Authored by Revere Health

How To Safely Lose That Baby Weight

July 21, 2017 | Adult and Adolescent MedicineFamily MedicineOB/GYNWomen and Children's Center


During pregnancy and leading up to delivery, it’s natural and expected for mothers to gain weight as they provide nutrients for the growing baby. When the baby is delivered, however, it becomes time to lose that weight.

In most cases, if you were a normal weight and gained the general recommended average of between 25 and 35 pounds during pregnancy, it shouldn’t take longer than a couple months to get back to pre-pregnancy weight. If you were overweight beforehand or put on too much weight, however, it could take longer. Be patient here, and know that with the right tactics and gradual approaches, you can shed that weight in a healthy way. Here are a few big areas to emphasize as you look to drop pounds.




There are several areas to emphasize when it comes to your food consumption, but one tip that may surprise some mothers: Don’t diet. Dieting can actually cause weight gain in some situations post-pregnancy, and some experts recommend simply keeping a good balance of healthy foods. Foods and habits to emphasize include:

  • “Super foods:” Including fish, milk, yogurt, lean meats, chicken, beans and others. These foods are heavy in nutrients you need, and light on calories and fat.
  • Fruits and vegetables: These provide fibers and important vitamins, and will help you feel full for longer.
  • Proteins: Lean meat, pork, poultry, fish, eggs and beans. Look for meats that are low in fat.
  • Whole grains: High in fiber and provide essential vitamins.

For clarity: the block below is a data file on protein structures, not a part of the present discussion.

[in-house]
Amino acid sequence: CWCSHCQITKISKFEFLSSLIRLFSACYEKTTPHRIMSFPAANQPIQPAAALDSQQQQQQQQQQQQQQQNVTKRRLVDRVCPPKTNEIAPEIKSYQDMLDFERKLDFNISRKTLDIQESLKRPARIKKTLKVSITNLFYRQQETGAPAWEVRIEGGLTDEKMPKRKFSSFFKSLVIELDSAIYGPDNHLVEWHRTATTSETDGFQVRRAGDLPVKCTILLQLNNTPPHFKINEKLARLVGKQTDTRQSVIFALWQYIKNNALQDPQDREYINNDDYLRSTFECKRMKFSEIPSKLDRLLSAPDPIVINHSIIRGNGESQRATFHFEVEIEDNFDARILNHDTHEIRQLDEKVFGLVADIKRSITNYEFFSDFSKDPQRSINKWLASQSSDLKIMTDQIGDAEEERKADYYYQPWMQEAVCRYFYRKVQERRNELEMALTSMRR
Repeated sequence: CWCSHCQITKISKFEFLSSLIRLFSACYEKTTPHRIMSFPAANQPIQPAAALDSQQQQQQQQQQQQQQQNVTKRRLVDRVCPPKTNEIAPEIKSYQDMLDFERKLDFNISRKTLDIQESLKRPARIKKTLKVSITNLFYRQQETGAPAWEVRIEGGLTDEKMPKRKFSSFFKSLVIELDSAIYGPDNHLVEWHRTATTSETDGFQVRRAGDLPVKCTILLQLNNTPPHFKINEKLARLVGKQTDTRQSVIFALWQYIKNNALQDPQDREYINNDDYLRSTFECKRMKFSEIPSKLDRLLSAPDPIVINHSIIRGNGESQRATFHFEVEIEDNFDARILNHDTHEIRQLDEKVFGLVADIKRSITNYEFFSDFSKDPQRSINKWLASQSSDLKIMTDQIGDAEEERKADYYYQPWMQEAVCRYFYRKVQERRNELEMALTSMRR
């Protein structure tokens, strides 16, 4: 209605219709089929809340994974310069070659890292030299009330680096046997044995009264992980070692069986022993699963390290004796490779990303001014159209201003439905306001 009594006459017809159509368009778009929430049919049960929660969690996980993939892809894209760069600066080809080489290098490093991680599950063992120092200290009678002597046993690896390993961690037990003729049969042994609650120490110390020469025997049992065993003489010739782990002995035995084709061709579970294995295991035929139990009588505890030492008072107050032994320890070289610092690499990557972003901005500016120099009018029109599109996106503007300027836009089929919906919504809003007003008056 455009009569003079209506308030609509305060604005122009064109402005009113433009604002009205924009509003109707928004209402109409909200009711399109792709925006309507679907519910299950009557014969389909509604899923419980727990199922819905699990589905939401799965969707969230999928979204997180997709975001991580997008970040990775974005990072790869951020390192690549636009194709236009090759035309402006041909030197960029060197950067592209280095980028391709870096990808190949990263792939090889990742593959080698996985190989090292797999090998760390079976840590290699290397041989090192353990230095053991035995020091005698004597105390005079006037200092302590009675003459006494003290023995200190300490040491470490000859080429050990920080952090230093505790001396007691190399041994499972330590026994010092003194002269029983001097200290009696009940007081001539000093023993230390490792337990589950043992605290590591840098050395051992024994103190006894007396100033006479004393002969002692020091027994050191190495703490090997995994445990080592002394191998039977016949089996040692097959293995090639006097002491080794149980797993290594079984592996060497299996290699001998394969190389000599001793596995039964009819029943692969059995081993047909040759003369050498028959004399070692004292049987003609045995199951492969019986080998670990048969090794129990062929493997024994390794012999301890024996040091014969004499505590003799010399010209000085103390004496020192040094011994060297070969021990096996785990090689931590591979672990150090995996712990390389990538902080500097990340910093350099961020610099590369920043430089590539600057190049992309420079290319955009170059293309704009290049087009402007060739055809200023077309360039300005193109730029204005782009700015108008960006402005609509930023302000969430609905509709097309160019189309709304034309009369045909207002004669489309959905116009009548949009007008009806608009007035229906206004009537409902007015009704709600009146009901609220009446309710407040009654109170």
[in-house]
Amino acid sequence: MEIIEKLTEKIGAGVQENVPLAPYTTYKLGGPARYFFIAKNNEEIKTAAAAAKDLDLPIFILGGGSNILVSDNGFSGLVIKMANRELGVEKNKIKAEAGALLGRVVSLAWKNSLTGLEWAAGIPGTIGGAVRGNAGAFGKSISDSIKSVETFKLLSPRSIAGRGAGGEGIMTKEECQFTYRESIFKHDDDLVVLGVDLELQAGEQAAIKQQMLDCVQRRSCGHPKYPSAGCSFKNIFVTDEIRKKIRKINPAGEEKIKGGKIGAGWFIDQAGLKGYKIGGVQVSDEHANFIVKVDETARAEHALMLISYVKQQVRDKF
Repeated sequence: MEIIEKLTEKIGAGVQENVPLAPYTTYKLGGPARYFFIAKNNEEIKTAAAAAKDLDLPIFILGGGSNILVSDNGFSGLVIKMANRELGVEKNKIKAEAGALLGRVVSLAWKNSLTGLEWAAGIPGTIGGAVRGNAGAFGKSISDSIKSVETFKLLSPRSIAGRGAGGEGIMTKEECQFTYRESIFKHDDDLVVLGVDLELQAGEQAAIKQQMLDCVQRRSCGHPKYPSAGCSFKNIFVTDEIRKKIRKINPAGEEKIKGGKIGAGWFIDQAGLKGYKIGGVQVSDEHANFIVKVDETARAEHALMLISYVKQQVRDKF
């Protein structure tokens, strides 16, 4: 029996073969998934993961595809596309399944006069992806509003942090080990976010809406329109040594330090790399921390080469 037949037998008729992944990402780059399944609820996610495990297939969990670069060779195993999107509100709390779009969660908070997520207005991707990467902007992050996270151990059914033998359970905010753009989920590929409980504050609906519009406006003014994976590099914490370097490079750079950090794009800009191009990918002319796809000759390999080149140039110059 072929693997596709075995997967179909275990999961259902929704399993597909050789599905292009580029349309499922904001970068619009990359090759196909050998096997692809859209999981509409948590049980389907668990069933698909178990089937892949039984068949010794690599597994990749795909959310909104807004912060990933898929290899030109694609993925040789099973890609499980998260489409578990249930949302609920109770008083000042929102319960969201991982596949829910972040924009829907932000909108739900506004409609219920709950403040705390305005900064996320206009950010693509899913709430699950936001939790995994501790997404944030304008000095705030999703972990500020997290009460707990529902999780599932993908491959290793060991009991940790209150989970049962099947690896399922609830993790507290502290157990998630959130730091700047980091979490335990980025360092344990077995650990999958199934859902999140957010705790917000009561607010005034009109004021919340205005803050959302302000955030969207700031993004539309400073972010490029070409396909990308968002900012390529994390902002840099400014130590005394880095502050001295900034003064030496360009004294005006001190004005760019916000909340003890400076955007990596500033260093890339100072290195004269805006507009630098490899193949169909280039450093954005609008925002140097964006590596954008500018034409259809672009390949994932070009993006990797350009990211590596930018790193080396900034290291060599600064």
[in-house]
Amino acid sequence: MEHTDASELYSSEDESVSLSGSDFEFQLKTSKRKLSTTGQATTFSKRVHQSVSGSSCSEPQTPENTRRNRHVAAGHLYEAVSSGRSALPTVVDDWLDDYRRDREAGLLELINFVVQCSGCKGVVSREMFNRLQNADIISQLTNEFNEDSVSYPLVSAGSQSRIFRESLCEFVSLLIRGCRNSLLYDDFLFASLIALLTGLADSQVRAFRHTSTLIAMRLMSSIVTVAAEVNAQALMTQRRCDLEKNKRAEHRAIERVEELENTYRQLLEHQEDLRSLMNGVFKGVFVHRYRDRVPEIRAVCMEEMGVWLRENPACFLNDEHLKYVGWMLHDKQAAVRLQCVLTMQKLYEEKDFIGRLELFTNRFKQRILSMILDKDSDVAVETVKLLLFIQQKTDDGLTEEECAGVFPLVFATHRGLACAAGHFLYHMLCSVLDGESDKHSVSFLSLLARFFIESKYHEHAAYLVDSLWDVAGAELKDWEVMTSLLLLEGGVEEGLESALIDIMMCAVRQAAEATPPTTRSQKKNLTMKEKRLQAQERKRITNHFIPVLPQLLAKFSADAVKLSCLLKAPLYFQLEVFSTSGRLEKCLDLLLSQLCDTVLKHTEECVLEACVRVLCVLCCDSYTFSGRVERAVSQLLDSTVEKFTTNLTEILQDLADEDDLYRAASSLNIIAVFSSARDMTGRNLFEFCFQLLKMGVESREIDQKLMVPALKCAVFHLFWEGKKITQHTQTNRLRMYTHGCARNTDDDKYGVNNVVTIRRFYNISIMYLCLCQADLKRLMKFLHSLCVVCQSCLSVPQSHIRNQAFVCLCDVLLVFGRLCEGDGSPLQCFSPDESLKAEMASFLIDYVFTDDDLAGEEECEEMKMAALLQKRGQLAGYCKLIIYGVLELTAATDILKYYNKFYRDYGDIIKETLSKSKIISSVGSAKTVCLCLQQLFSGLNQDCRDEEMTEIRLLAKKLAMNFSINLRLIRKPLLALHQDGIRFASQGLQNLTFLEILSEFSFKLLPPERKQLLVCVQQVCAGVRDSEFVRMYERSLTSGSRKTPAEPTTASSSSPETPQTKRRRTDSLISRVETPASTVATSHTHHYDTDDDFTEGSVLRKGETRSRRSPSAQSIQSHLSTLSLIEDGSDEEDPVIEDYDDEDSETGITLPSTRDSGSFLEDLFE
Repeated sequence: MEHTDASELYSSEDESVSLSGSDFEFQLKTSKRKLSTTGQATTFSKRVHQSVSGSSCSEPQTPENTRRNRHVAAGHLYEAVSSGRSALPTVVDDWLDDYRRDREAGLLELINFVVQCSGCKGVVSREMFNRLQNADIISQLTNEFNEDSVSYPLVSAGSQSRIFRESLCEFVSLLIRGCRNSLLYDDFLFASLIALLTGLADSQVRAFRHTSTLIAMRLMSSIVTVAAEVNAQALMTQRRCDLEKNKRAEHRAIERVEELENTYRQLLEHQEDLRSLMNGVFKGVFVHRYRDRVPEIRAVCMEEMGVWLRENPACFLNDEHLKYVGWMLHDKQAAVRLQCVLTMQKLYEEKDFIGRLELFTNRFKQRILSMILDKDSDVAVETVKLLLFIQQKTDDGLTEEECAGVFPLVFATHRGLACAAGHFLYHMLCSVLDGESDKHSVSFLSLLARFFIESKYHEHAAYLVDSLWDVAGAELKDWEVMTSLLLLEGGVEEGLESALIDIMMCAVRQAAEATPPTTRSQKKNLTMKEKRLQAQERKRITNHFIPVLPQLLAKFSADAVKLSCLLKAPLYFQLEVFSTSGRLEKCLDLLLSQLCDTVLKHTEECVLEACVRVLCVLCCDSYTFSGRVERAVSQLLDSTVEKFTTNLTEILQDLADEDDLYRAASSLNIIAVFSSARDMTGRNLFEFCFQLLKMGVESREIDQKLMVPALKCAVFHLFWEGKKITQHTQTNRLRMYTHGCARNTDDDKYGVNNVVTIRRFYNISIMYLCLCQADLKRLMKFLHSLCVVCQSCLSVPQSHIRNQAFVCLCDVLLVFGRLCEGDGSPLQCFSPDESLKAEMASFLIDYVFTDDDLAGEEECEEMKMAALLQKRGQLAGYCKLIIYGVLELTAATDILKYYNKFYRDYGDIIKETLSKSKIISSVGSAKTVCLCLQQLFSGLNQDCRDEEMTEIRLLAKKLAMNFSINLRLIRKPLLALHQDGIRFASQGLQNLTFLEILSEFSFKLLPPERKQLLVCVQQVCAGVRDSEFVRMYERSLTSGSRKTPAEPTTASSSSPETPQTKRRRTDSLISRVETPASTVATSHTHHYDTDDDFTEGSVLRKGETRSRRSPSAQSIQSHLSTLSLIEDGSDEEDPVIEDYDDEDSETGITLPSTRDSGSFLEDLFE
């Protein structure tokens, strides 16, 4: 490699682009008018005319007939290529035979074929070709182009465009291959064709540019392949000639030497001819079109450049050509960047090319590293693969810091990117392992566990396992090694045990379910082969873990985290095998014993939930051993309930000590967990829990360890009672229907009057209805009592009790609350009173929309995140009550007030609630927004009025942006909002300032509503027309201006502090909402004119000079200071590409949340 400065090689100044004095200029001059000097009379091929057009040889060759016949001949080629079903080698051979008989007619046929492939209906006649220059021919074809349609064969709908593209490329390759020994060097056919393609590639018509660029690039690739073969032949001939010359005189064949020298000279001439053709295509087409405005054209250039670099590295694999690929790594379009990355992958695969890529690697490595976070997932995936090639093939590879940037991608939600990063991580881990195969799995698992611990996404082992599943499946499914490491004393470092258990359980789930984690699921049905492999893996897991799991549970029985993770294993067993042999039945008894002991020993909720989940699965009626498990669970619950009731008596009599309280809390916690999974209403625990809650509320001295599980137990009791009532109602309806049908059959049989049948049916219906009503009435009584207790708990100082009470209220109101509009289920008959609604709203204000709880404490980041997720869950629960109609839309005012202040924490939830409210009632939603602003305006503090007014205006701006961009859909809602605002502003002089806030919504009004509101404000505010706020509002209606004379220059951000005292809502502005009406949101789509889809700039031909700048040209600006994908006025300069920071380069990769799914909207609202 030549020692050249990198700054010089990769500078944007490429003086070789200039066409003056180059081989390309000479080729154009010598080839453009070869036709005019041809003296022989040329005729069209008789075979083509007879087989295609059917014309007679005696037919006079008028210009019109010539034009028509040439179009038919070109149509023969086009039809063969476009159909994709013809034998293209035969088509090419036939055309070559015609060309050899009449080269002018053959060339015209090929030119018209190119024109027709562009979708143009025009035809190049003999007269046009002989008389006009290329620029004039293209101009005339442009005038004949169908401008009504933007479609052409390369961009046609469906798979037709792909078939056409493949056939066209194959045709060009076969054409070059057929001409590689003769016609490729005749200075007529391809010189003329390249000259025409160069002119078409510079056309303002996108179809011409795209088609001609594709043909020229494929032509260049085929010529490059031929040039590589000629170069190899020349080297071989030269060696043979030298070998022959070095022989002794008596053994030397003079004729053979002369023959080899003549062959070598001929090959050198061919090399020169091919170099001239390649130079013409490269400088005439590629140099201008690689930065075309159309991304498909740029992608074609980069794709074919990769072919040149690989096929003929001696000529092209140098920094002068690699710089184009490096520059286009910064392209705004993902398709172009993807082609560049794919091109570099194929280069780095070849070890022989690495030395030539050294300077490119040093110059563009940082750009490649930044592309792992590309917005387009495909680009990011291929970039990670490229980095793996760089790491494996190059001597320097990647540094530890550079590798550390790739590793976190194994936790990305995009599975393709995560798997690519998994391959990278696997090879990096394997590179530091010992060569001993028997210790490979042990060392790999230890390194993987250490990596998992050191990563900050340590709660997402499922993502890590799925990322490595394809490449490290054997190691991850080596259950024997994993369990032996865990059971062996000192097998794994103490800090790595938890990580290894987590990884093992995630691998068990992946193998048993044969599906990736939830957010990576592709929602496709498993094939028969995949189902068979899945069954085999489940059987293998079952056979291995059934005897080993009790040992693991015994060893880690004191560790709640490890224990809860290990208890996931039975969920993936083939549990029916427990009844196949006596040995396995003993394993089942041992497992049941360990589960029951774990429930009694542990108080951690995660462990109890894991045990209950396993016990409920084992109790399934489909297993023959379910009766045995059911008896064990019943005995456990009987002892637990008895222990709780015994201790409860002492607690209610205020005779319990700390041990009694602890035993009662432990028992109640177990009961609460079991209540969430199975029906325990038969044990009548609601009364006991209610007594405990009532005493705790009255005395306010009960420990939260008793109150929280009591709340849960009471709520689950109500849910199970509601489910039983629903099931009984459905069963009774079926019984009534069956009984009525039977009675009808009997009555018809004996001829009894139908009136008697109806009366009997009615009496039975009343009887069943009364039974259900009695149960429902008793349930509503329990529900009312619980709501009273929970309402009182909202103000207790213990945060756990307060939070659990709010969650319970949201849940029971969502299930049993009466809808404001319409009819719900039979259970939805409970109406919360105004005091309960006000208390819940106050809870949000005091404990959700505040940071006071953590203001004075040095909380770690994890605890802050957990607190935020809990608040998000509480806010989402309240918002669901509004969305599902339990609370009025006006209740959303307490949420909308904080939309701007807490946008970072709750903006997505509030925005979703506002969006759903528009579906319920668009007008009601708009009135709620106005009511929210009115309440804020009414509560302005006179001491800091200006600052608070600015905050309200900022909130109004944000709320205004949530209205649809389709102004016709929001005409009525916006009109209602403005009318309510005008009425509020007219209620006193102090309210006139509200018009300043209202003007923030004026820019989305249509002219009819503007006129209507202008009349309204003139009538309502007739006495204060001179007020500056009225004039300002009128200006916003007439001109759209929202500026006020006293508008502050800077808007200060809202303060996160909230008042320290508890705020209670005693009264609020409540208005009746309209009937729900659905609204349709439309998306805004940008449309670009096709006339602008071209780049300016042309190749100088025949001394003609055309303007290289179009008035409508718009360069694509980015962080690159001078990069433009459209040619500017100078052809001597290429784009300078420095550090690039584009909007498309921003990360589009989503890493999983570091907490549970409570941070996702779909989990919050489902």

• Low-fat dairy: Get good sources of protein, calcium and vitamins without added fat.
  • Junk food: Whenever possible, pass on it. Choose healthy treats like fruit.
  • Portions: Track how much you’re eating along with what you’re eating. Use online tools to help you plan meals, if needed.
  • Cooking: Use healthy cooking methods like steaming, boiling, baking and broiling, and avoid frying foods.




Research is still unclear on whether breastfeeding actively helps with weight loss—some has found that exclusively breastfeeding can increase speed of weight loss, but other research finds no difference between this and bottle feeding. One thing no one is questioning, however, is how good breastfeeding is for the baby. In addition, nursing exclusively lets you add an extra 300 calories to your diet.




A few tips when it comes to exercise:

  • Good exercises: Basic aerobic exercises like walking, hiking, biking and swimming are great ways to stay in shape. Many women take a brisk walk with their baby. Also include strength training to build muscles.
  • Stretching: Always stretch before and after exercising. This will help with flexibility and movement.
  • Doctor approval: Especially if you’ve had a C-section, get approval from your doctor before beginning specific exercises.




Getting sleep can be tougher with a newborn, but there are tactics you can try. Nap whenever you can during the day, and try to figure out your baby’s sleep schedule so you can sleep at the same times. Go to bed early until your baby starts sleeping through the night. A study showed that mothers who sleep five hours or less per night were more likely to hold onto extra pregnancy weight than moms who slept over seven hours.

Most importantly through all of this, be willing to ask for help from your doctor, who can assist with strategies and an approach to help you lose weight safely and comfortably.


I practice the full range of family medicine including obstetrics, pediatrics, adolescent medicine, adult medicine and some orthopedics. I also perform colposcopy, cryotherapy and vasectomies. Due to the volume of deliveries we do, my practice has evolved to be more centered on women and children’s medicine, although I enjoy all aspects of family medicine. 



“8 Tips for Losing Weight After Pregnancy.” WebMD.

“Losing baby weight.” March of Dimes.


The Live Better Team

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This information is not intended to replace the advice of a medical professional. You should always consult your doctor before making decisions about your health.